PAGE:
Are Big Banks Hoarding TARP Funds?

publication date: Jan 26, 2009

Finding shoddy analysis online is like shooting fish in a barrel.

In an article entitled, "Big Banks Hoarding TARP Funds: Why Not Just Nationalize Them?" two of the dimmer bulbs on Yahoo Finance shriek about banks getting TARP government funds "hoarding" rather than lending the money.

They cite a recent Wall Street Journal (WSJ) article and analysis to support their case. However, in reading the WSJ piece, here is the key passage:

"Ten of the 13 big beneficiaries of the Treasury Department's Troubled Asset Relief Program, or TARP, saw their outstanding loan balances decline by a total of about $46 billion, or 1.4%, between the third and fourth quarters of 2008, according to a Wall Street Journal analysis of banks that recently announced their quarterly results."


So, lending declined by just 1.4% in the fourth quarter and so these columnists leap to the conclusion that banks are hoarding the money they got from the government!

The WSJ piece didn't use the word hoarding but it did include this passage:
 
"The overall decline in loans on the 13 banks' books -- from about $3.36 trillion as of Sept. 30 to $3.31 trillion at year's end -- raises fresh questions about TARP's effectiveness at coaxing banks to reopen their lending spigots."


And, the article includes the following statement/opinion from Duke School of Business finance professor Campbell Harvey in reference to the government TARP loans, "It has failed. Basically we have dropped a huge amount of money...and we have nothing to show for what we actually wanted to happen."

Now, it's important to remember that all signs point to the fact that the economy contracted by a fair amount in the fourth quarter and we've been told that we're officially in a recession. More than one million jobs were shed during that time and most economists expect that period's GDP numbers to be down by about a 5% annualized rate.

In recessions, unemployment goes up and GDP goes down along with the level of business activity. Thus, borrowing tends to go down too. You can clearly see that in the following graph which looks at yearly changes in lending at commercial banks. In past recessions, you can see that business lending declined are far faster rates than we have seen thus far in this recession.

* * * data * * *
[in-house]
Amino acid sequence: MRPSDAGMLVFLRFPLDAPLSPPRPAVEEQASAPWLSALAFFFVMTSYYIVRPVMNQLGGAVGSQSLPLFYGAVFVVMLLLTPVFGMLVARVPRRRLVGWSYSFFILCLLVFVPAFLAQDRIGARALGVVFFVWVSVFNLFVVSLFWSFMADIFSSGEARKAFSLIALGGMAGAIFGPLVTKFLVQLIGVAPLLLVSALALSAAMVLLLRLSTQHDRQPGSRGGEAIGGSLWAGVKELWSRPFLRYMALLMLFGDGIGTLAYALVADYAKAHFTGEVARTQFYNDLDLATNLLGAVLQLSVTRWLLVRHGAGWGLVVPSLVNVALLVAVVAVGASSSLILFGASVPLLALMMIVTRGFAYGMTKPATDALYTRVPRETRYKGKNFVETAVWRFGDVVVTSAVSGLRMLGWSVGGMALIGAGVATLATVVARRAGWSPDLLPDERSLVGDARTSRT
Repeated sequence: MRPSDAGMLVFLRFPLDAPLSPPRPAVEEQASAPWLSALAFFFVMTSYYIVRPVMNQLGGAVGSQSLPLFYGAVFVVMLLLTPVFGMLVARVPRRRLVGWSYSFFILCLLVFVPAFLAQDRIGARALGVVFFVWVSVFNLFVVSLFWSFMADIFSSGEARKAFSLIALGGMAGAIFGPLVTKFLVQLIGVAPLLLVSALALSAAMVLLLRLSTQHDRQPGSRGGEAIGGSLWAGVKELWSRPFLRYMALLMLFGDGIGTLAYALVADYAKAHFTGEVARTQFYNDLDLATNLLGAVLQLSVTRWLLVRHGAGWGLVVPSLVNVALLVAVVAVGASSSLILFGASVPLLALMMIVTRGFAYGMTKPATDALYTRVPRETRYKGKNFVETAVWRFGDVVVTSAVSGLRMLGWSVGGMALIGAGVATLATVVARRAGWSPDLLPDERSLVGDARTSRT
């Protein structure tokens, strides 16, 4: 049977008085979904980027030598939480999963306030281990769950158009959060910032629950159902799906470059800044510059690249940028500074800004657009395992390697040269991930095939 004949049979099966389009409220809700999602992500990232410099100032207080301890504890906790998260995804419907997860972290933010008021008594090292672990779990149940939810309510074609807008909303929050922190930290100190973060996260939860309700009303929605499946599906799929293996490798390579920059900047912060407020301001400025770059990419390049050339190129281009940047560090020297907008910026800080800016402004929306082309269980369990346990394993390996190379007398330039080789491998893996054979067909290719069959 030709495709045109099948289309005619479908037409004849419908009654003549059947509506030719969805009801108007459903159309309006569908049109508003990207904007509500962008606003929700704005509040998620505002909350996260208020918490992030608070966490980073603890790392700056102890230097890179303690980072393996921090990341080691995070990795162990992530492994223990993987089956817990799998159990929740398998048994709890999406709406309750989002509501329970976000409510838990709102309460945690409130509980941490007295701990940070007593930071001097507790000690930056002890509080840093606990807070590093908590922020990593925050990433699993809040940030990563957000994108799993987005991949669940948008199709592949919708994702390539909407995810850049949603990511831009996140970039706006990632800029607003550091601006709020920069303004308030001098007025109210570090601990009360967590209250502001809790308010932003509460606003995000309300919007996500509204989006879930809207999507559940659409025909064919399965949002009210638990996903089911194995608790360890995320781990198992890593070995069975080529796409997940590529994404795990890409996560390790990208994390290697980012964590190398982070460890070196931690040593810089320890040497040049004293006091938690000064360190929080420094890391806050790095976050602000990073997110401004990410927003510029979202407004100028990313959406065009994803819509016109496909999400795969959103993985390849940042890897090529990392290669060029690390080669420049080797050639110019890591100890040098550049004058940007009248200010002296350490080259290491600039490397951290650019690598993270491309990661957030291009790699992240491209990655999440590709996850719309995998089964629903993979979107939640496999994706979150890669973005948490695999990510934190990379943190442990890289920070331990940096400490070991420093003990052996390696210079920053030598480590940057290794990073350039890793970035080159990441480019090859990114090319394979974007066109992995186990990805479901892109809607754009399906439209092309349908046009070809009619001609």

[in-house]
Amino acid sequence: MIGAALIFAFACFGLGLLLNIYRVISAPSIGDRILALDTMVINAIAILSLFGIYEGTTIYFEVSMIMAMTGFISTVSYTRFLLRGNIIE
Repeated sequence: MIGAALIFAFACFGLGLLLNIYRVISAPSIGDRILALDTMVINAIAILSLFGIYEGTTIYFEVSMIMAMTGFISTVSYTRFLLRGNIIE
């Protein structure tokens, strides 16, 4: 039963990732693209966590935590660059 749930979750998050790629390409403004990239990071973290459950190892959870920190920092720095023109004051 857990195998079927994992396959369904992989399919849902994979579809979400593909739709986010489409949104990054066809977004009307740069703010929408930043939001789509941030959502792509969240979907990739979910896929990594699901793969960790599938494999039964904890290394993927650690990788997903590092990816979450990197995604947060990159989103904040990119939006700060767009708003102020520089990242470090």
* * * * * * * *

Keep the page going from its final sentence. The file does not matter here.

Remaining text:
Fred Graph



The fact that lending only declined by 1.4% in the fourth quarter of 2008 strikes me as pretty amazing given "how bad" the economy has been. So, I asked professor Harvey about this and he told me, "Lending should be going up...the Federal Reserve has been creating lots of money and the government has injected several hundred billion in TARP money."

Yes, that's true but as the above graph shows, expecting lending to increase in a recession is ludicrous. And, how about some patience here - these banks got these capital injections in November and December. We all know how business activity slows down around the holidays. And, since we the taxpayers are now stakeholders in these banks, the last thing we want them to do is to rush to make loans that aren't going to get paid back. They've got enough of those already - that's how we got into this mess!




 

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Copyright Eric Tyson, 2008 - 2019 all rights reserved.

Eric Tyson is the only best-selling personal finance author who has an extensive background as an hourly-based financial advisor and who does not accept speaking fees, endorsement deals or fees of any type from companies in the financial services industry or product or service providers recommended in his articles, books and his publications.